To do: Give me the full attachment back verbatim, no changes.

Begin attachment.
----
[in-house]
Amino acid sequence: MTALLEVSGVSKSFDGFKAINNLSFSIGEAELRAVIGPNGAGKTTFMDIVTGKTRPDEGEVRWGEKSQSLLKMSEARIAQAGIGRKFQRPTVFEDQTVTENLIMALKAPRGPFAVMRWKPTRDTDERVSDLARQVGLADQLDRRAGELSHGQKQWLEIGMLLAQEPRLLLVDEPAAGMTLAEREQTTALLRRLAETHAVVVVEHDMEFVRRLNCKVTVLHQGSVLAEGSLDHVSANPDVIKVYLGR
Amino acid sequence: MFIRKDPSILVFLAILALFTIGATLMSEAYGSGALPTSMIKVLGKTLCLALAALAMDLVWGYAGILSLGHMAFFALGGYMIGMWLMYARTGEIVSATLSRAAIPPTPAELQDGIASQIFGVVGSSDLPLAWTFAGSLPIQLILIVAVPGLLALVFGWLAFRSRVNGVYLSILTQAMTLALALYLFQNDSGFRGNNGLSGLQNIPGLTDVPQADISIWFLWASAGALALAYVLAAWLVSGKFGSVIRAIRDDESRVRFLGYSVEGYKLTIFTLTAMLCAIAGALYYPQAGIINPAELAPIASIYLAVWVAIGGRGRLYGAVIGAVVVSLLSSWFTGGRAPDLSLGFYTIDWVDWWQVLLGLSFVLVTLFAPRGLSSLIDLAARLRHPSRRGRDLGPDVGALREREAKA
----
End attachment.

[in-house]
Amino acid sequence: MTALLEVSGVSKSFDGFKAINNLSFSIGEAELRAVIGPNGAGKTTFMDIVTGKTRPDEGEVRWGEKSQSLLKMSEARIAQAGIGRKFQRPTVFEDQTVTENLIMALKAPRGPFAVMRWKPTRDTDERVSDLARQVGLADQLDRRAGELSHGQKQWLEIGMLLAQEPRLLLVDEPAAGMTLAEREQTTALLRRLAETHAVVVVEHDMEFVRRLNCKVTVLHQGSVLAEGSLDHVSANPDVIKVYLGR
Amino acid sequence: MFIRKDPSILVFLAILALFTIGATLMSEAYGSGALPTSMIKVLGKTLCLALAALAMDLVWGYAGILSLGHMAFFALGGYMIGMWLMYARTGEIVSATLSRAAIPPTPAELQDGIASQIFGVVGSSDLPLAWTFAGSLPIQLILIVAVPGLLALVFGWLAFRSRVNGVYLSILTQAMTLALALYLFQNDSGFRGNNGLSGLQNIPGLTDVPQADISIWFLWASAGALALAYVLAAWLVSGKFGSVIRAIRDDESRVRFLGYSVEGYKLTIFTLTAMLCAIAGALYYPQAGIINPAELAPIASIYLAVWVAIGGRGRLYGAVIGAVVVSLLSSWFTGGRAPDLSLGFYTIDWVDWWQVLLGLSFVLVTLFAPRGLSSLIDLAARLRHPSRRGRDLGPDVGALREREAKA